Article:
The Adams Online Ventures business incubator program will officially launch in 2011, but the soft launch will continue for the next few months with a select few additional participants. Entrepreneurs and business owners who are interested in participating in the program or who would like more information can contact Adams Online Ventures here. Be sure to describe your company’s needs and how you would like the business incubator program to help you.

About Adams Online Ventures: Adams Online Ventures was founded by Internet industry expert Scott Adams, who has spent the past 15 years working on a variety of online projects that have been used by millions of consumers and businesses. He believes that anyone can build a great business if they have the right tools, and Adams Online Ventures is based on the concept of bringing the right people and resources together to create success.

Contact: Erica Adams, Erica@popularthoughts.com

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Watch and enjoy this trailer for a 2007 documentary about entrepreneurship, “Call of the Entrepreneur,” from the Action Institute… It’s a great picture of three modern entrepreneurs in very different circumstances, trying to carve out their niche of success. Lots of inspiration and food for thought here…

“Call of the Entrepreneur” is a positive, fascinating portrayal of what makes entrepreneurs tick. People who are willing to take risks (and sometimes risk it all) to pursue their visions and passions are at the root of business evolution, and this film makes that clear. There’s a somewhat spiritual slant to some of the content (the Action Institute was founded by the Rev. Robert Sirico), but religion isn’t a main theme here; creativity and the spirit of the entrepreneur are what shine through.

You can order the DVD of “Call of the Entrepreneur” here, from Amazon.com.

Inc Magazine has released its 2010 list of the top American entrepreneurs under the age of 30! To see the coolest young business creators this year, check out this slideshow of photos, facts and financials.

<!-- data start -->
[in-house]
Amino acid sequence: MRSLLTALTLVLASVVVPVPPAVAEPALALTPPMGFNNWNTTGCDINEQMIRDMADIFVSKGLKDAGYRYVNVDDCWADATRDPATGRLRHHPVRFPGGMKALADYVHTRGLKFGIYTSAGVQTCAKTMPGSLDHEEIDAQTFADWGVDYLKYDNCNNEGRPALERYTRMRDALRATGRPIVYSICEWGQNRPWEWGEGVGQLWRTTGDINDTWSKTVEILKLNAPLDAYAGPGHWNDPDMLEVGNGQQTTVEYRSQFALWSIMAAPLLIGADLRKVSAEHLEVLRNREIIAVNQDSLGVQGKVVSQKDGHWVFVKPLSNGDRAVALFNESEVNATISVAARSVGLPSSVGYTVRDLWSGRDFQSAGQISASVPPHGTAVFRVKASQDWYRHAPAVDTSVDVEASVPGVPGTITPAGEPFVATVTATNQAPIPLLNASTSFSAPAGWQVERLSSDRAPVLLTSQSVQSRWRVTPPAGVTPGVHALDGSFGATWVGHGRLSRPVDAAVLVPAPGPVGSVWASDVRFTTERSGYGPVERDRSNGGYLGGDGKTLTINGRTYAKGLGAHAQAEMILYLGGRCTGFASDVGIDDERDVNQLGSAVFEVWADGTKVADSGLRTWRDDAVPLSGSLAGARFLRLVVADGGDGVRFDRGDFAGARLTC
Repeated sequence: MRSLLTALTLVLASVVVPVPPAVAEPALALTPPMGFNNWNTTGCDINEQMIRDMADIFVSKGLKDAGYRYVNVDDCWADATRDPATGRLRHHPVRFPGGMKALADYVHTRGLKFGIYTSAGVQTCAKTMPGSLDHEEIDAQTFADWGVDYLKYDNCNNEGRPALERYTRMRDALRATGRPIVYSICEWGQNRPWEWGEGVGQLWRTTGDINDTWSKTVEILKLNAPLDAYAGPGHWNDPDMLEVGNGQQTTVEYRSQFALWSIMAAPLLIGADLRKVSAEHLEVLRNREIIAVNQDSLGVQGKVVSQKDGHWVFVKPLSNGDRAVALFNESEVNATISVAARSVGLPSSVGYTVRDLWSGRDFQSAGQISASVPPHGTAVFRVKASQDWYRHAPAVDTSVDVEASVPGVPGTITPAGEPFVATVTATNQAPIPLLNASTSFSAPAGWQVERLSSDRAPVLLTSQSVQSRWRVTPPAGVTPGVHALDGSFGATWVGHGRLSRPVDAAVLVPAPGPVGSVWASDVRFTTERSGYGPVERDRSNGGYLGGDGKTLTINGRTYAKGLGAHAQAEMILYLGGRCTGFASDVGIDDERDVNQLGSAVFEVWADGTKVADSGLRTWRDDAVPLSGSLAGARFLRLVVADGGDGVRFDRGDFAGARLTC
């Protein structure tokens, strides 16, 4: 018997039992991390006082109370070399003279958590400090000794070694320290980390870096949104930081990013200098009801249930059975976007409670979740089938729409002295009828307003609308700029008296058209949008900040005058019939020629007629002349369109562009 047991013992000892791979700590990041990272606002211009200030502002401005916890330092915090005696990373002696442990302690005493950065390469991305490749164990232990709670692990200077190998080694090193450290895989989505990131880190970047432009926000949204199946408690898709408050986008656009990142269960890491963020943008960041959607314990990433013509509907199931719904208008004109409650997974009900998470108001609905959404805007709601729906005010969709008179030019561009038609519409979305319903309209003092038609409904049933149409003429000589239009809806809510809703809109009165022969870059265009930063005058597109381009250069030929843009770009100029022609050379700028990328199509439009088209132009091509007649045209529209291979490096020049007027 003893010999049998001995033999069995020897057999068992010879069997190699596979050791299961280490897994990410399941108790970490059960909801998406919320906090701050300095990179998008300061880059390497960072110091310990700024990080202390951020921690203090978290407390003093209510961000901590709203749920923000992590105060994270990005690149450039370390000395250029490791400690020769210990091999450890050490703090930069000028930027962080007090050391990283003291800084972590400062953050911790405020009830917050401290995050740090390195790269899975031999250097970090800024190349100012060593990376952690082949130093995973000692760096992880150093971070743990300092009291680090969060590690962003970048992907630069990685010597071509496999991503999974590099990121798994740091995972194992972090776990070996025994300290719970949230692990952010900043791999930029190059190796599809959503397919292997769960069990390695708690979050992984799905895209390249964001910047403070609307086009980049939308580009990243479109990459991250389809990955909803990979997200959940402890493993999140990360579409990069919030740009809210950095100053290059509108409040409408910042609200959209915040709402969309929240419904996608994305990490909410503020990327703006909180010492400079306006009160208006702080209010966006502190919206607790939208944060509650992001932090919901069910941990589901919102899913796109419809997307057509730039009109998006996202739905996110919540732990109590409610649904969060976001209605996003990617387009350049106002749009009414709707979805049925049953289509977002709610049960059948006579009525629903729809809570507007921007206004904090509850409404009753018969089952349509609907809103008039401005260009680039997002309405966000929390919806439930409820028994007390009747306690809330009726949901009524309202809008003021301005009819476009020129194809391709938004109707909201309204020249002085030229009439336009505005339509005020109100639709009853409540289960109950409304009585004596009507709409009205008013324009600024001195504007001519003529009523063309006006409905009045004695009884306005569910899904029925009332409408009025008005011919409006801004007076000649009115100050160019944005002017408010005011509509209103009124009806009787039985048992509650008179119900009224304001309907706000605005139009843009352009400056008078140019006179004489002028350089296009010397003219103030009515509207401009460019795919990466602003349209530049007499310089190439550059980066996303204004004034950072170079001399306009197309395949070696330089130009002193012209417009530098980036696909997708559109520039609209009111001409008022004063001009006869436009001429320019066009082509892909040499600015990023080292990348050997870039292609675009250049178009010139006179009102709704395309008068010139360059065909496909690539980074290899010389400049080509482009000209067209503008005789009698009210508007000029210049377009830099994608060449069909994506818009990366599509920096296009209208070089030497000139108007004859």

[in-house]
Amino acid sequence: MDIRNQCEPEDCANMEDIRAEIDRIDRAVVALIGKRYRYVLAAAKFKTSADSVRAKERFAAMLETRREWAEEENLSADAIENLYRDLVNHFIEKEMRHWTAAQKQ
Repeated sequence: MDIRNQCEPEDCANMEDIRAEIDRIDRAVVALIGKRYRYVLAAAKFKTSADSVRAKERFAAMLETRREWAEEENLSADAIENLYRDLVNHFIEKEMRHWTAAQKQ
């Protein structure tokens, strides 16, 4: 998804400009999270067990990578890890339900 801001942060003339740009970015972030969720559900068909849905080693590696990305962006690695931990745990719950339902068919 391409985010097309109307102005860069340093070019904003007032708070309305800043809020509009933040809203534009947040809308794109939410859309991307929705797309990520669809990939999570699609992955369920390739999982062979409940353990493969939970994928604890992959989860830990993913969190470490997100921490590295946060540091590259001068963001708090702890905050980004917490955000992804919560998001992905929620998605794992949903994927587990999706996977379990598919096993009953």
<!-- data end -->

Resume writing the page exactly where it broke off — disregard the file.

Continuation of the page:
It’s a diverse group, featuring men and women of all ethnic backgrounds, industries and interests. There’s the founder of Foursquare (a company valued at almost $100 million), two canvas bag designers, some blog simplifiers, a sports marketer and a pair of wine aficionados, just to name a few. What they all have in common, of course, is youth and the drive to succeed.

popular thoughtsOf course, all a good entrepreneur needs is the drive-to-succeed part. Youth is optional. Newsweek recently reported that workers over 35 are more likely to be innovators. In fact, the article notes, “As it turns out, the average founder of a high-tech startup isn’t a whiz-kid graduate, but a mature 40-year-old engineer or business type with a spouse and kids who simply got tired of working for others.” And the age that people are willing to start fresh with a new idea and take real risks is actually going up, while the number of entrepreneurs in the under-35 age bracket is going down.

Now THAT’S something to chew on.

The moral of the story is that you shouldn’t let age be a factor in your pursuit of your dreams. Entrepreneurs are getting older all the time, and they’re still coming up with great ideas, unique innovations and major successes. There is zero reason to let age hold you back; in fact, in this economy, it’s more important than ever to seize opportunity when it comes. Some people are even predicting a boom in entrepreneurship now that baby boomers are reaching the take-the-leap years.

If you need some extra inspiration, think about this: Zynga, the company that created Farmville and lots of other borderline-addictive games, is set to pass a billion dollars in revenue next year, and its CEO, Mark Pincus, is 44. If he can turn a dream into a success, why can’t you?

Scott Adams knows a lot about doing business online. And he should – He’s been in the industry for the past 15 years, working on projects that help millions of consumers. He started as a programmer but quickly stepped into the role of leader, becoming CEO of HD Publishing Group and overseeing the launch of a variety of products during his tenure. Now, he’s the CEO of Adams Online Ventures, and he’s making his expertise available to a wider community of businesses and individuals.

From his bio: